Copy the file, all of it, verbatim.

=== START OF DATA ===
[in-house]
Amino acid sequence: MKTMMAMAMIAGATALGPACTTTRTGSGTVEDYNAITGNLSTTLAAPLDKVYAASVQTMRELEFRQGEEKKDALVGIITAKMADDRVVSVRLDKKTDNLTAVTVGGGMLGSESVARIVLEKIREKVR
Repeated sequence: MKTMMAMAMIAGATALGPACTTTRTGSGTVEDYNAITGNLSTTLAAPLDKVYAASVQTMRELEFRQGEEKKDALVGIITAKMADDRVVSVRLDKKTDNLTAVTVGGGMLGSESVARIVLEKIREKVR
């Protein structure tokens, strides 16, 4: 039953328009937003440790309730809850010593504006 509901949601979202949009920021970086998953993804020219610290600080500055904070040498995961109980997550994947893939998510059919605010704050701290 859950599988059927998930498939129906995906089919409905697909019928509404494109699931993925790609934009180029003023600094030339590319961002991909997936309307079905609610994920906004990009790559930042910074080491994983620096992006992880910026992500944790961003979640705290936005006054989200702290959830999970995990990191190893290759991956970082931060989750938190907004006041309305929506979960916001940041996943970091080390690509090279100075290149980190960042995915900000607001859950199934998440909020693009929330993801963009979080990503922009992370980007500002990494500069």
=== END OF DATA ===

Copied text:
[in-house]
Amino acid sequence: MKTMMAMAMIAGATALGPACTTTRTGSGTVEDYNAITGNLSTTLAAPLDKVYAASVQTMRELEFRQGEEKKDALVGIITAKMADDRVVSVRLDKKTDNLTAVTVGGGMLGSESVARIVLEKIREKVR
Repeated sequence: MKTMMAMAMIAGATALGPACTTTRTGSGTVEDYNAITGNLSTTLAAPLDKVYAASVQTMRELEFRQGEEKKDALVGIITAKMADDRVVSVRLDKKTDNLTAVTVGGGMLGSESVARIVLEKIREKVR
């Protein structure tokens, strides 16, 4: 039953328009937003440790309730809850010593504006 509901949601979202949009920021970086998953993804020219610290600080500055904070040498995961109980997550994947893939998510059919605010704050701290 859950599988059927998930498939129906995906089919409905697909019928509404494109699931993925790609934009180029003023600094030339590319961002991909997936309307079905609610994920906004990009790559930042910074080491994983620096992006992880910026992500944790961003979640705290936005006054989200702290959830999970995990990191190893290759991956970082931060989750938190907004006041309305929506979960916001940041996943970091080390690509090279100075290149980190960042995915900000607001859950199934998440909020693009929330993801963009979080990503922009992370980007500002990494500069």